▲台南全美戲院仍維持「手繪電影海報」(看板)的傳統,由顏振發師傅繪製。(圖/取自YouTube。攝影Tassanee Vejpongsa)(影片連結點這裡


在電影產業走向3D的現在,位於台南的全美戲院(Chuan Mei Theatre)仍保留著老戲院的風格──沒有電腦輸出的門票和絨布座椅,而是人工蓋章的紙片戲票,觀眾坐在簡單的金屬椅子上。但全美戲院更搶眼的是──入口上方掛的是懷舊的、3公尺平方大小的「手繪電影海報」(手繪看板)。

國際媒體美聯社(The Associated Press,AP)記者Tassanee Vejpongsa在9月7日採訪台南全美戲院,新聞稿於11日見諸國外各大媒體,讓台灣南部的這家戲院揚名世界。

手繪電影海報(看板)曾經是流行的藝術形式,如今61歲的師傅顏振發卻是台灣最後一個從事這行的人。美聯社記者描述,在周日(7日)的早晨,顏振發坐在劇院門口的人行道上,就在這「臨時的工作室」,繪製著動感十足的《末日之戰》(World War Z)。

「關鍵在你要抓住這個人的特徵,」顏振發解釋自己怎麼繪製該片男主角布萊德彼特(Brad Pitt),「我們必須把一個較小的素描放大,所以你要知道如何縮放、掌握人物的特徵。」







原文網址: 比3D更動人心!台南全美戲院「手繪電影看板」名揚國際 | ETtoday生活新聞 | ETtoday 新聞雲 http://www.ettoday.net/news/20130913/269898.htm#ixzz2erBnDoDv
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Taiwanese painter keeps up movie-poster tradition

In this day of multiplexes and 3-D projection, the Chuan Mei theatre in the southern Taiwanese city of Tainan is a reminder of the way movie-going used to be.

Instead of computer-generated tickets and plush-sofa-like seats, patrons are given hand-stamped pieces of paper indicating the time of their performance and seated on simple metal chairs.

But the theatre’s most eye-catching pieces of nostalgia hang above the entrance: Hand-painted movie posters, three metres square, illustrate the daily bill of fare.

The oil paintings are the life’s work of 61-year-old Yan Jhen-fa, the last practitioner of this once-popular art form in Taiwan.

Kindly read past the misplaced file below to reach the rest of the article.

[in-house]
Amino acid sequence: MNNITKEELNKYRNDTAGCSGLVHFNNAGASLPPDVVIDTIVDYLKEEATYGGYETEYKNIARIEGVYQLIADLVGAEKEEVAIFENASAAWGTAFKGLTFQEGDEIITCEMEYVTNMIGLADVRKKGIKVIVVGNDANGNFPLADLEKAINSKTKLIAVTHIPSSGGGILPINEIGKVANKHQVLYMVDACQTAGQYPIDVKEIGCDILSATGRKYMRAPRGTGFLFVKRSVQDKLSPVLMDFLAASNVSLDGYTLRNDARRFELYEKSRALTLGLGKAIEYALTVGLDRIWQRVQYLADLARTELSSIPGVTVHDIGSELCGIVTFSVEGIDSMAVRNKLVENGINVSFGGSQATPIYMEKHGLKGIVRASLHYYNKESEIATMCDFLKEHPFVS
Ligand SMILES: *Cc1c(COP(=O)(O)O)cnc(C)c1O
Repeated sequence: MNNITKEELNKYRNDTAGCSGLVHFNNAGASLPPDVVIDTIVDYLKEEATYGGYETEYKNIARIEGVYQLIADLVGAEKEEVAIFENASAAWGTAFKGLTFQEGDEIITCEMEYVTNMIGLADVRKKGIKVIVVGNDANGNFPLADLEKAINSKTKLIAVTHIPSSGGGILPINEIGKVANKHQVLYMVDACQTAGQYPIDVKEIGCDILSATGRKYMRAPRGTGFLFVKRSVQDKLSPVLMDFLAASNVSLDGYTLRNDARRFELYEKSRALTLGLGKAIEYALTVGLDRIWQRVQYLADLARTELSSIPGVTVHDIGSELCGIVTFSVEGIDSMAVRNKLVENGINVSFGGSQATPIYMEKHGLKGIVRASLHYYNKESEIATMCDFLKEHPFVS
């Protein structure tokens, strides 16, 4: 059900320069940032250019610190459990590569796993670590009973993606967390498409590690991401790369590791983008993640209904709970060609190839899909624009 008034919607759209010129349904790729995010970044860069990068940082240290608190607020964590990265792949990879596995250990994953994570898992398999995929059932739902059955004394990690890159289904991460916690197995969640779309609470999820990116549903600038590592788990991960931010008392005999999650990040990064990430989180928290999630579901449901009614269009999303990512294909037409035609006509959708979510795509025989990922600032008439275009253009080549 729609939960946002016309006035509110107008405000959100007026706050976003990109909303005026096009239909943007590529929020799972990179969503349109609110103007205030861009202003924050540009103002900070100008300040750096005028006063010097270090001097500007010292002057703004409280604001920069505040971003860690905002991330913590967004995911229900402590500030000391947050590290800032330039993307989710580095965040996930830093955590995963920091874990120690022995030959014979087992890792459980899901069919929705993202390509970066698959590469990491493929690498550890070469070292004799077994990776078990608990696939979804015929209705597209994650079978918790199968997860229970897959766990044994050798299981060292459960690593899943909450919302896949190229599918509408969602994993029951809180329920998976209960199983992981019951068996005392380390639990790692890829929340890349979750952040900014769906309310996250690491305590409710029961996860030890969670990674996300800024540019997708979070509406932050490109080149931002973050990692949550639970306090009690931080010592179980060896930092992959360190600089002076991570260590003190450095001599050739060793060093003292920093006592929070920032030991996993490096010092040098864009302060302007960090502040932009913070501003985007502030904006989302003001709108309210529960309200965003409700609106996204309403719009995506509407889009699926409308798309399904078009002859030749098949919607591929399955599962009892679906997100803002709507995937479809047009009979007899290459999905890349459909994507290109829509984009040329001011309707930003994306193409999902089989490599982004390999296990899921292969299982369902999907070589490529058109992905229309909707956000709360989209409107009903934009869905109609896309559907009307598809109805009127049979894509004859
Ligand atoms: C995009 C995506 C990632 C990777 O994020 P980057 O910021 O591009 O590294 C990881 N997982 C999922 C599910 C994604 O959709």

On a recent weekday morning, Yan was sitting in his makeshift studio on the sidewalk in front of the theatre, working on an action-packed poster advertising the apocalyptic blockbuster World War Z.

“The key is you have to recognise the special features of the person,” he explains, taking time off from his painstaking rendering of megastar Brad Pitt, the film’s leading man. “We have to enlarge the painting from a smaller original, so you have to know how to scale the picture first.”

Theatre owner Wu Jun-cheng acknowledges that by using Yan to make the posters, he is bucking the trend of modernity. But he says it’s well worth it for him to pay Yan NT$20,000 (HK$5,207) a month to produce two or three posters per week.

“We think the oil paintings give our theatre a certain atmosphere,” he says. “And because Mr Yan can paint so well, we don’t want to give that up.”

To patrons, the posters and the theatre’s overall simplicity are welcome throwbacks to an era they remember happily.

“I take my children here so they can experience the old movie theatre atmosphere,” said Carey Chen. “Of course, there are other movie theatres with better interior designs, but the tickets are more expensive and there is no sentimental feeling about it.”

In recent months Yan and his posters have begun to attract considerable interest throughout Tainan, Taiwan’s oldest city. He now holds weekend painting classes, attended by as many as 40 students.

But reflecting on a career that spans some 40 years, he doubts that any of them will follow in his footsteps and become full-time painters of movie poster art.

“It’s hard work and requires lots of patience,” he explains. “Still, I am happy to spread my love of painting to more and more people.”





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